What is the one-sentence synopsis of your book?

A woman who tries to escape her fame as a poet nearly succeeds until an underhanded tax collector enters her life and then all bets are off as to how far love, fidelity, and loyalty will take a family to protect one of their own.

Will your book be self-published or represented by an agency?

Ideally, an agency, but I have been looking into different ways of self-publishing.

How long did it take you to write the first draft of your manuscript?

Happily, I can say that the first draft was a product of NaNoWriMo. 50,000 words in 30 days. The intensity was thrilling.I’m still editing and tweaking it though, usually while sitting here:


What other books would you compare this story to within your genre?

The Dogs of Babel by Carolyn Parkhurst and The Curious Incident of the Dog in the Night-Time by Mark Haddon.

Who or what inspired you to write this book?

During my first attempt at NaNoWriMo, I had this image pop into my head: Kyle was wearing boxer shorts, cowboy boots and nothing else. Ellie and Billie were engaged in an intense conversation. A dog came out of nowhere and then a shotgun went off. I needed to know what happened to these people, but having read the pitfalls of NaNo, I knew I couldn’t abandon the work I had already started. That year, I finished a first draft of “Dandelion Dreams.” I thought about those other characters and they grew, changed, and evolved until the next November rolled around and then I felt ready to write the book.

What else about your book might pique the reader’s interest?

While the main character is a poet, there is only one poem in the book and it’s by Tanith Lee.

I hereby tag Madeline Claire Franklin.

Happy 2013! I’m an Editor now!

I hope your 2013 is starting off to be a great year. Yesterday, I was promoted from a fiction reader to a Fiction Editor at r.kv.r.y. Quarterly Literary Journal. Thank you, Mary Akers! I went through the receipts for the year and gathered all the tax information I have so that dreadful bit which I usually wait until the last minute to do is over and I already have a contest entry and three submissions sent off. My year is starting off very well, and last year was not too shabby. I went to a writer’s conference in Westfield where I met James Goertel, Reg Darling, LouAnne Johnson, and Linda Lavid. I traveled to Binghamton and met Jefferson Rose and his family. My son and his family visited. I saw Chicago again. My garden shed was completed. I had ten pieces accepted (including one which will appear in Rosebud–one of my “dream” publications) and an agent queried me.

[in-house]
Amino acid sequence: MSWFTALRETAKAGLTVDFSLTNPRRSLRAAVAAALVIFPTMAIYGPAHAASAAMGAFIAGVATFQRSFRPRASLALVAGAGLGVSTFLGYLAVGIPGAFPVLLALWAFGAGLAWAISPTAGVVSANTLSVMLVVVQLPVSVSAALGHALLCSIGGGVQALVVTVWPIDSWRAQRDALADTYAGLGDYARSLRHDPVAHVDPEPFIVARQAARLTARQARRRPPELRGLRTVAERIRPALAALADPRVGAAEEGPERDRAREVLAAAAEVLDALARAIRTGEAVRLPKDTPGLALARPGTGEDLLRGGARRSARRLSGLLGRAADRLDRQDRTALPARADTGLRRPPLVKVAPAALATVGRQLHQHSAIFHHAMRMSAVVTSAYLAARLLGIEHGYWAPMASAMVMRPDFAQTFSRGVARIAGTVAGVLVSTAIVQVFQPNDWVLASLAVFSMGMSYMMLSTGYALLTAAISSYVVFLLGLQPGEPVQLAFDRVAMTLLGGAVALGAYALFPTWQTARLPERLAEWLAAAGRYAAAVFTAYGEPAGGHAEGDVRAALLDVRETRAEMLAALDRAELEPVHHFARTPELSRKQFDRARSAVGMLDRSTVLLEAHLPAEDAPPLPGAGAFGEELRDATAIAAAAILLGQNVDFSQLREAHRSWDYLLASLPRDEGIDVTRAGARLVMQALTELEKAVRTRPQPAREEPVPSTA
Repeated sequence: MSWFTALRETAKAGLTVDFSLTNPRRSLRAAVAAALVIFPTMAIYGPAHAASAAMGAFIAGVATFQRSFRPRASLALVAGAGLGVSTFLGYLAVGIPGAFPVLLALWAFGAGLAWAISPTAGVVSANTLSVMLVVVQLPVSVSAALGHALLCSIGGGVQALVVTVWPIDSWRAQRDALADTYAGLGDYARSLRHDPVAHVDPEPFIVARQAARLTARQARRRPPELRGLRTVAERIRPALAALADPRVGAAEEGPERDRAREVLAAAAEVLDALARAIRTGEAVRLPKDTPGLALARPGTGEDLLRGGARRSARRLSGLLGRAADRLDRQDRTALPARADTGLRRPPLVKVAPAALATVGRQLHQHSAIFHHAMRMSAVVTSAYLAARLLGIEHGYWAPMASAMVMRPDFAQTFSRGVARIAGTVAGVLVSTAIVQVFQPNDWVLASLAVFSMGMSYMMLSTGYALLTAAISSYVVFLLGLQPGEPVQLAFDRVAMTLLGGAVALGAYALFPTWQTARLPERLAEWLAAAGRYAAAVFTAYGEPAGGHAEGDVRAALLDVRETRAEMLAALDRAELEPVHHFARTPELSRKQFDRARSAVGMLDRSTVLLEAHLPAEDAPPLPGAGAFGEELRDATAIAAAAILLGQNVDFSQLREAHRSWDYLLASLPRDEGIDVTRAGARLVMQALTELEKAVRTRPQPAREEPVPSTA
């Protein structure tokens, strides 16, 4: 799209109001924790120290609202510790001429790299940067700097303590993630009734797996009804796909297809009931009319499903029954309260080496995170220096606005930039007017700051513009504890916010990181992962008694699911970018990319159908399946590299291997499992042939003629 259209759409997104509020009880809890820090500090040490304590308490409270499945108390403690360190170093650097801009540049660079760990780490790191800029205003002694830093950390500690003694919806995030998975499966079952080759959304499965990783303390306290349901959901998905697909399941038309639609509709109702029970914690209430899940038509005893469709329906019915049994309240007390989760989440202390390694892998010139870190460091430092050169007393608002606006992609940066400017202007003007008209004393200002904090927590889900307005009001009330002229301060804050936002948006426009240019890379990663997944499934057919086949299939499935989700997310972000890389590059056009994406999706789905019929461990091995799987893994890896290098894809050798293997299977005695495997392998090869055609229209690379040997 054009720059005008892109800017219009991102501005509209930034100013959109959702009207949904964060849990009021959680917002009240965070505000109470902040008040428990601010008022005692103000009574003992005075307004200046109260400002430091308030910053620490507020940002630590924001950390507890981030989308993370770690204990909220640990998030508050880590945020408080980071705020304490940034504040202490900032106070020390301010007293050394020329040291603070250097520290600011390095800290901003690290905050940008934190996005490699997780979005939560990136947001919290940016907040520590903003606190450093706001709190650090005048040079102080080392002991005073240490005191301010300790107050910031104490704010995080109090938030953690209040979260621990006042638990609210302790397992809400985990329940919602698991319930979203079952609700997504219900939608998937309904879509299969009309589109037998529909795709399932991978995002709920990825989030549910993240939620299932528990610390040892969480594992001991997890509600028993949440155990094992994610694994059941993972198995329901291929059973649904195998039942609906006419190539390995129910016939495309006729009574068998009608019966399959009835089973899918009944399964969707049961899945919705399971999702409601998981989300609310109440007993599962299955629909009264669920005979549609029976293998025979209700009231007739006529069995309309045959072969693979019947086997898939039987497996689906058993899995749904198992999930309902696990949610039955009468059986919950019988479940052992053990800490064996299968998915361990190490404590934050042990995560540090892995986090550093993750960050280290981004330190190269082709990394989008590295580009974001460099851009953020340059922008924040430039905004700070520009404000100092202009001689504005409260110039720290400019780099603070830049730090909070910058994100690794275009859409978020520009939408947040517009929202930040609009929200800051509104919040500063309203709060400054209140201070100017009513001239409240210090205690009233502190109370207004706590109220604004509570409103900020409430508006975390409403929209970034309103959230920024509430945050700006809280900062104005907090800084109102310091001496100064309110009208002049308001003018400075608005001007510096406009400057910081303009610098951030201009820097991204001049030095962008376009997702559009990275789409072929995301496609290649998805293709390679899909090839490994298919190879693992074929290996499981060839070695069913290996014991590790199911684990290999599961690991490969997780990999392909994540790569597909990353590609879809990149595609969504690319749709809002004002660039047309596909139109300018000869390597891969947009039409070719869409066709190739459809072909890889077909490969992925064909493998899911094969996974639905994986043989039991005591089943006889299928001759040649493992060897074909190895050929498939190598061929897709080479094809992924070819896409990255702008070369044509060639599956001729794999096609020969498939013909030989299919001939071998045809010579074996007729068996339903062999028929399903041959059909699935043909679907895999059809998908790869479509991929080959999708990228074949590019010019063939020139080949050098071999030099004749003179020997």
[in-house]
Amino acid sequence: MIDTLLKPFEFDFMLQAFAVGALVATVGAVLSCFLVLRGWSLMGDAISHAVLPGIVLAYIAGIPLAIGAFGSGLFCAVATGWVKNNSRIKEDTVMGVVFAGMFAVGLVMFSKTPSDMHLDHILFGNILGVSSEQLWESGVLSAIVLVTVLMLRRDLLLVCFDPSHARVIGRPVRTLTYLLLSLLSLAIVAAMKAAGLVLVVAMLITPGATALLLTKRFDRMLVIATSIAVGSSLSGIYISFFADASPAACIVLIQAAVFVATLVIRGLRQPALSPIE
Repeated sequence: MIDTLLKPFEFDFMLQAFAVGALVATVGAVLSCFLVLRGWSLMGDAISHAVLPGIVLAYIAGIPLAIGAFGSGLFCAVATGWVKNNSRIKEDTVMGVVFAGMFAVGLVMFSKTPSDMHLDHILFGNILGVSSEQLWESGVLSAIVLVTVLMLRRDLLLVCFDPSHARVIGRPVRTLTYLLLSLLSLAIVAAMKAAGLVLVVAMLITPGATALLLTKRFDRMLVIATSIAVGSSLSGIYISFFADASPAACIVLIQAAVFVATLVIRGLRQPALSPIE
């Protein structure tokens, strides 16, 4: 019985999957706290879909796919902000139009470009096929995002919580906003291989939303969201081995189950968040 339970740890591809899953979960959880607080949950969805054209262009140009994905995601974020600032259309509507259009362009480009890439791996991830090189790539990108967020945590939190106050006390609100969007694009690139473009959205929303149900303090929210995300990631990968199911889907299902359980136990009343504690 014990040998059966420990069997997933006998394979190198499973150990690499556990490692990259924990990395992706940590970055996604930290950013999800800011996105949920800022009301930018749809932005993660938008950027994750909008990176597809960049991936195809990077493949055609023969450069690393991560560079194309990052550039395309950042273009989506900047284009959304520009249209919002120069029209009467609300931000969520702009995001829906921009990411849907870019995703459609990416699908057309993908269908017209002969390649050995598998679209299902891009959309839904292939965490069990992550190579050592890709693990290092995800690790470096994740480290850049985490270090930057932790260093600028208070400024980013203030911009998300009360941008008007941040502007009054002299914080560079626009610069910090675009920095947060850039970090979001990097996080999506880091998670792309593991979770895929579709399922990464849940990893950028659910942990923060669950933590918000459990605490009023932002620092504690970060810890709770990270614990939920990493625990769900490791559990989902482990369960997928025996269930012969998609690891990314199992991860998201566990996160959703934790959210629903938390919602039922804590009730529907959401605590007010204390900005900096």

While I don’t make resolutions, per se, I’m not immune to the hype for personal betterment in the new year. I do hope that my writing (and editing) skills improve and that my work is accepted in awesome venues. Payment would be nice and finding an agent that believes in my work would be fantastic. I think I have these vague “goals” at all points during the year, but they seem most pronounced in January.

I know it works for some people, but declaring a new start at the beginning of the year has never worked for me. When I quit smoking (on Saturday, it will be the eighth anniversary) it was something I had tried before. I hadn’t been as serious about it until then. And don’t get me wrong, the drugs helped, too. Without Welbutrin, I don’t think I would have made it past the hump. But, I quit on the fifth, not the first. Now, writing challenges and prompts are different. So are deadlines. I have a better chance of meeting another person’s parameters than deciding which things to impose on myself for some reason.

I’m so grateful the holidays are over. Husband has been home too much for my taste. I thought that today I might be able to get back to normal, but no. On the ride over to Weber City, he got a call and he’ll be putting a bid in on a job in Depew this afternoon, and since there will be no time for him to get back to the Buffalo Zoo and get tools out, he’ll be home early again. Yesterday, he was home early because he was all ‘manly’ and had three cavities filled during one dentist visit which numbed his tongue completely. *Sigh* Men…

Cats though, they are sweet and look lovely in ribbons. Since mine is a diva, here are two photos where I tried to capture her New Year’s Eve ‘costume.’



This month there will be an additional posting as I’ve been tagged to participate in the “Next Big Thing.”

Thanks for checking in!

(*These are just my Creekside Reflections. Your experience may vary.)